Surgical excision is the mainstay of treatment, and is low-risk due to the avascular nature of the tumor. [1],[9] There are two school of thoughts in management of incidental tumor with coexisting trauma. Firstly, deal with the trauma part in the form of decompressive surgery as an emergency procedure if patient's clinical condition is low and later the tumor part as an elective procedure in second look surgery. The secondly, deal with both the tumor part as well as trauma part in single stage surgery if we have the facilities in emergency operation theatre. In our case, since the primary cause of trauma was epidermoid induced seizure and the tumor was sizeable producing mass effect, tumor capsule was ruptured with spillage of contents, therefore tumor had been dealt with trauma surgery to provide effective decompression and to minimize the risk of postoperative seizures even if the GCS of patient was poor.The capsule of the cyst can be problematic in these cases as it may be adherent to vital structures and may need to be left behind. A unique postoperative complication associated with excision of epidermoids is aseptic/chemical meningitis due of spillage of contents of a cyst in subarachnoid space. [6] Peri-operative thorough lavage and postoperative steroids administration are useful in the treatment of meningitis. [1],[6] The overall prognosis of the epidermoid tumor is excellent, but in patients of co-incidental head injury, it is guarded.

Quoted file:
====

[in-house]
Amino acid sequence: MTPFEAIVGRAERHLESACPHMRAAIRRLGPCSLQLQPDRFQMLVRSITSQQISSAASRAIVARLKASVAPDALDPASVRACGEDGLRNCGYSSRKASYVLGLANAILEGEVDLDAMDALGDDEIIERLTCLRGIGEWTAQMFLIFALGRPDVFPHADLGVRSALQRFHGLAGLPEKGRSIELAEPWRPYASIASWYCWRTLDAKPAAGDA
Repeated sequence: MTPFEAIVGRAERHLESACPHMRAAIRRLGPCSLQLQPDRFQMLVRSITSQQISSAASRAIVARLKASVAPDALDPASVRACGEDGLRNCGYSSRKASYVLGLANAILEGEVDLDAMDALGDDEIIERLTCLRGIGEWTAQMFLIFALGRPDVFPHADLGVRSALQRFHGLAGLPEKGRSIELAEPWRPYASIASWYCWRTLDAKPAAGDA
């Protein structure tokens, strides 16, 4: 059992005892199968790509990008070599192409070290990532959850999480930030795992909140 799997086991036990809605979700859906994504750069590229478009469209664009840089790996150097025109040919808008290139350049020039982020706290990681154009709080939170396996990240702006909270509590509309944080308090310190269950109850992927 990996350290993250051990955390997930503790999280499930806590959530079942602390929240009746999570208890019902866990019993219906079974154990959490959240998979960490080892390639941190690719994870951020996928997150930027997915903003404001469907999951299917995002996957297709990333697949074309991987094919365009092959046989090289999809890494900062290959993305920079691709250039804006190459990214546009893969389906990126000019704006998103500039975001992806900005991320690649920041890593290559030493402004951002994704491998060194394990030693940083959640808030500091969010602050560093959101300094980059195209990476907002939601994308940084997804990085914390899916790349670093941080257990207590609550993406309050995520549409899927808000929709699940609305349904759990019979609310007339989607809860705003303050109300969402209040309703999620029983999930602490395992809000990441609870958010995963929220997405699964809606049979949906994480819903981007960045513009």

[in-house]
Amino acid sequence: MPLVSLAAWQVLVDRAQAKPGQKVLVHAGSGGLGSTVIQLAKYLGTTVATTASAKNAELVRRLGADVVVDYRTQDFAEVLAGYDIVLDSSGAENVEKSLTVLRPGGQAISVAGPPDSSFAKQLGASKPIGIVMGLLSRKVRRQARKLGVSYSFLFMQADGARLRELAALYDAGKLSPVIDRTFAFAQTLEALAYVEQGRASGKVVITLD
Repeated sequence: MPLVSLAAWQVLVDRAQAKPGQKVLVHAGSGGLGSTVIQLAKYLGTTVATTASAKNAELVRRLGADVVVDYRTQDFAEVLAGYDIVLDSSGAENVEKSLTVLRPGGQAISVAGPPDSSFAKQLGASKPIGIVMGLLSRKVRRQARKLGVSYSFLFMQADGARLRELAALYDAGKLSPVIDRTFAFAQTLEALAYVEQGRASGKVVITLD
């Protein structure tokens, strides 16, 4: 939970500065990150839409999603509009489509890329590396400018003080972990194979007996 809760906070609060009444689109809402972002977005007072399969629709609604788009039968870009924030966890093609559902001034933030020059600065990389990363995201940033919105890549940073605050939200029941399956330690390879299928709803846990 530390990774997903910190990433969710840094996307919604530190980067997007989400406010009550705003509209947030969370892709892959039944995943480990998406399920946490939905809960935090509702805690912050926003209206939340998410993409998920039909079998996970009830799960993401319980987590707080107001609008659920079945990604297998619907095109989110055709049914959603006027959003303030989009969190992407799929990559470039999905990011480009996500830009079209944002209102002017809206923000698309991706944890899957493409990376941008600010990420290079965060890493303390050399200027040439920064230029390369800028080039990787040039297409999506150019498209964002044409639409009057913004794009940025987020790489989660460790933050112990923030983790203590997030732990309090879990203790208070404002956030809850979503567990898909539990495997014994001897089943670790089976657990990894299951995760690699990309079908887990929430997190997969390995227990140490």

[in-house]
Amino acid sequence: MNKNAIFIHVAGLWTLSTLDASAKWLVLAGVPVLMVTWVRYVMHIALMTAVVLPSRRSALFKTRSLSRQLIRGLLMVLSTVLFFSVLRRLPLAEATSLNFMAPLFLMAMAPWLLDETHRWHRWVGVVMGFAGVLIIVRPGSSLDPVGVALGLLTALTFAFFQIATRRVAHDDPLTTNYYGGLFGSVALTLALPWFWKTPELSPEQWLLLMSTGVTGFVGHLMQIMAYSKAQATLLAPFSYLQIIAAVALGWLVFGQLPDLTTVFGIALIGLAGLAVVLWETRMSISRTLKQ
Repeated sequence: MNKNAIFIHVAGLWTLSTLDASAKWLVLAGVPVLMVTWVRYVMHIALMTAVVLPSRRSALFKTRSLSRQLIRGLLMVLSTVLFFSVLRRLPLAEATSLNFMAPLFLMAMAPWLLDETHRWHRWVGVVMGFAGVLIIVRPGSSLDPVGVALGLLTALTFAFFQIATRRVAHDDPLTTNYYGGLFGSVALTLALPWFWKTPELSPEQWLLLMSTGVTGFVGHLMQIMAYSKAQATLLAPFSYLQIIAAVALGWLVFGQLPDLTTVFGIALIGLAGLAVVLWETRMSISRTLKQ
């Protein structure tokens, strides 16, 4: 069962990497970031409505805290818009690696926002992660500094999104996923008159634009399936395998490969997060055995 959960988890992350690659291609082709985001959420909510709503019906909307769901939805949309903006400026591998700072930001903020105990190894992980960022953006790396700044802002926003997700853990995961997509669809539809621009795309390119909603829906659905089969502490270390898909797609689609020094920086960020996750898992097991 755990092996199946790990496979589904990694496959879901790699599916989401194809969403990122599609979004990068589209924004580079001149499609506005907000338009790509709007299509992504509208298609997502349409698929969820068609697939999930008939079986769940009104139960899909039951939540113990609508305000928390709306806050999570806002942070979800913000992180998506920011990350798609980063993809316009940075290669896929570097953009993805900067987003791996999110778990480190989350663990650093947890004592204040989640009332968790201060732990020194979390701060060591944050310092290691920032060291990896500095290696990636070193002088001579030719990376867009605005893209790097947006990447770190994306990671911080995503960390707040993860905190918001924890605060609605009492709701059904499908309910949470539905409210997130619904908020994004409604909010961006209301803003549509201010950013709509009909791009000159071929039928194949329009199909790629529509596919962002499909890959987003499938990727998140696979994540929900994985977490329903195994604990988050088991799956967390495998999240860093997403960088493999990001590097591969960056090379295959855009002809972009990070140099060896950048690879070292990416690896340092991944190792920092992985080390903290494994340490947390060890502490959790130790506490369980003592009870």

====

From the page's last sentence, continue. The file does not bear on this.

Conclusion Top


Incidental mixed density epidermoid tumor is rarely found in the frontal lobe. They might present with headache or seizure-induced trauma. A high index of suspicion is required to diagnose such type of cases. Surgical resection is the mainstay of treatment, and prevention of chemical meningitis should be considered in the postoperative period. The overall prognosis of a patient of head injury with the incidental epidermoid tumor is worse.



 
  References Top

1.
Hewitt DK, Kinney WC. Two cases of incidental epidermoid cysts: Sphenoid sinus and temporal bone. Ear Nose Throat J 2006;85:825-8.  Back to cited text no. 1
    
2.
Watanabe K, Wakai S, Nagai M, Muramatsu H. Epidermoid tumor with unusual CT and MR findings - Case report. Neurol Med Chir (Tokyo) 1990;30:977-9.  Back to cited text no. 2
    
3.